On a National ID: It Depends

Matt Yglesias is for a national ID card?!?! Nooooooooo!

Wait. So he’s with Kevin Drum. And Drum writes:

I’d go even further: implement a national ID and give one to everybody, free of charge. You get it when you turn 18 (or whatever), and you get a free update every five years (or whatever). Post offices would handle most of the work, and roving mobile vans would trek through rural areas periodically to make sure everyone has easy access to whichever federal agency is tasked with providing the cards. Instead of simply requiring people to have picture IDs, the federal government would do everything it could to make sure everyone actually has a picture ID, with as little hassle as possible. Once this was in place, everyone with an ID could vote on election day unless they were barred for some affirmative reason, which might still vary from state to state. No registration required.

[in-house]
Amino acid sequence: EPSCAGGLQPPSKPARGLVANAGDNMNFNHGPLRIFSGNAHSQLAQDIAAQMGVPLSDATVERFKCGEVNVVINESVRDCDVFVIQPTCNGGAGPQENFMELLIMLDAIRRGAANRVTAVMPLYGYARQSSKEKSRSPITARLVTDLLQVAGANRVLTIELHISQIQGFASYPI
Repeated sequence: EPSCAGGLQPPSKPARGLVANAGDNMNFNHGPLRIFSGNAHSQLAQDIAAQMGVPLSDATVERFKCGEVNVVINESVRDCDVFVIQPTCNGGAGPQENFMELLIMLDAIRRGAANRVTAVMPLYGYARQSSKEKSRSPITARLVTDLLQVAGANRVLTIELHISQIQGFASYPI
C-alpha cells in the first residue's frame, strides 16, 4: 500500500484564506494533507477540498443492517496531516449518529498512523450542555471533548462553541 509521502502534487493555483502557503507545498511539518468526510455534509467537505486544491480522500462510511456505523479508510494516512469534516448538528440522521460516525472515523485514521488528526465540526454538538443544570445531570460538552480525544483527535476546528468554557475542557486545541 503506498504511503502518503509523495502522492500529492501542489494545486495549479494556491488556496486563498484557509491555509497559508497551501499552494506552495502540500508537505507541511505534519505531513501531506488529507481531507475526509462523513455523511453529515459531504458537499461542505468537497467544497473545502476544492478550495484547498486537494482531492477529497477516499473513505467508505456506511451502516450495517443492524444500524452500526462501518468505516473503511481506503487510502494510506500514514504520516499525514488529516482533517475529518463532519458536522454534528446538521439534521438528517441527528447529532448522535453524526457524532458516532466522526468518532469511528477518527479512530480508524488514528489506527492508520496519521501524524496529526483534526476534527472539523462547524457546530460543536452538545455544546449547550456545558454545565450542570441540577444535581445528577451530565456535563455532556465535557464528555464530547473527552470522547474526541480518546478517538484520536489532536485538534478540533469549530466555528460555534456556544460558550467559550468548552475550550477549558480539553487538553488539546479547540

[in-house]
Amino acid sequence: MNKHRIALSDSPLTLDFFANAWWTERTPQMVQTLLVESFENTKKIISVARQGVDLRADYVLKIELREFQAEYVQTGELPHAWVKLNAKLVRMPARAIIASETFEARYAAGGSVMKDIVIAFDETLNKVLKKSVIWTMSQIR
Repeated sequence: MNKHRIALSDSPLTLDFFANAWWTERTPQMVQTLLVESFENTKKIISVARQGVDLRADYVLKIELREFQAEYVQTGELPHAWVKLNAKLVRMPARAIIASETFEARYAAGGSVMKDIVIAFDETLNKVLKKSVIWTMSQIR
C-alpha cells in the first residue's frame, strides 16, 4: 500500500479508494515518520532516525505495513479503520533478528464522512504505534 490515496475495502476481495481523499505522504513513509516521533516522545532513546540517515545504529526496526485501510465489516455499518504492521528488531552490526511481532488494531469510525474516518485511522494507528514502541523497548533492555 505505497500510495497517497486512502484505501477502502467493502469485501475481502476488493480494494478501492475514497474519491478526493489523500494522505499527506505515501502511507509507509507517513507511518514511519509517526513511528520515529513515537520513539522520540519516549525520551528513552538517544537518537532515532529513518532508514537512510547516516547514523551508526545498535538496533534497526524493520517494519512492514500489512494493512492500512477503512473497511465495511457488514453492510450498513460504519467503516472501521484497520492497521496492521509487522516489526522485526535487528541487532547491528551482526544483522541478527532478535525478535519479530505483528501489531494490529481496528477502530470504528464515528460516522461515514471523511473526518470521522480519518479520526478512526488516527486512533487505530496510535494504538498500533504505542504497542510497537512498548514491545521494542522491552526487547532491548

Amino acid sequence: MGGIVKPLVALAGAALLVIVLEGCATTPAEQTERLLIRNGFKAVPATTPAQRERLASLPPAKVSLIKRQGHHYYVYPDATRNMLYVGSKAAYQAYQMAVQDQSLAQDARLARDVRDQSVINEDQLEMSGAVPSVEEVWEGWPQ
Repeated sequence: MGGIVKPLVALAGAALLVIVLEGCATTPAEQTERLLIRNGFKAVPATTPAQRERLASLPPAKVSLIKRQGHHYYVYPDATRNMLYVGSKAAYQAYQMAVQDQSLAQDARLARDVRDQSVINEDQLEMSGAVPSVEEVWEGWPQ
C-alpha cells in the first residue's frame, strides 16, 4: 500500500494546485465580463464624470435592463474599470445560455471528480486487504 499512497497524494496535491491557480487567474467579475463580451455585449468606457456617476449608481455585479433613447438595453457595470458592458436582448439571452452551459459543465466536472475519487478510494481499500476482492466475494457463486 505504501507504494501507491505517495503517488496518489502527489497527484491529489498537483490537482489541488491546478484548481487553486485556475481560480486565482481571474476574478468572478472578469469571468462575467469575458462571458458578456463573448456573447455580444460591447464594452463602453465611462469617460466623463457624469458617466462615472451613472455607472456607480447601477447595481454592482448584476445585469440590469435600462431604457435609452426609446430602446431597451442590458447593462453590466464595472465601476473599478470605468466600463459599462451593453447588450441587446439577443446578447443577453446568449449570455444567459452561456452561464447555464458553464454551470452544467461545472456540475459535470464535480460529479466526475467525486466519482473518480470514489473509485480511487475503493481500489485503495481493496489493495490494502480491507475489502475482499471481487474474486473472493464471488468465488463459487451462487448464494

Okay, this doesn’t sound crazy. But would this be the primary purpose of a national ID card? Generally speaking, we hear about “tamper-proof” IDs to facilitate immigration controls, which is to say we’d want to entire labor market to depend on the tamper-proofness of the cards. As Bruce Schneier has argued, that’s bananas, in a bad way

I’ll note that Schneier is mainly dismissive of a national ID for this reason:

Proponents of national ID cards want us to assume all these problems, and the tens of billions of dollars such a system would cost — for what? For the promise of being able to identify someone?

What good would it have been to know the names of Timothy McVeigh, the Unabomber, or the DC snipers before they were arrested? Palestinian suicide bombers generally have no history of terrorism. The goal is here is to know someone’s intentions, and their identity has very little to do with that.

And of course your identity matters when it comes to voting, so I take the Yglesias-Drum point on this very narrow issue. But my guess is that the benefit wouldn’t justify the cost, leaving aside the very real problem of mission creep.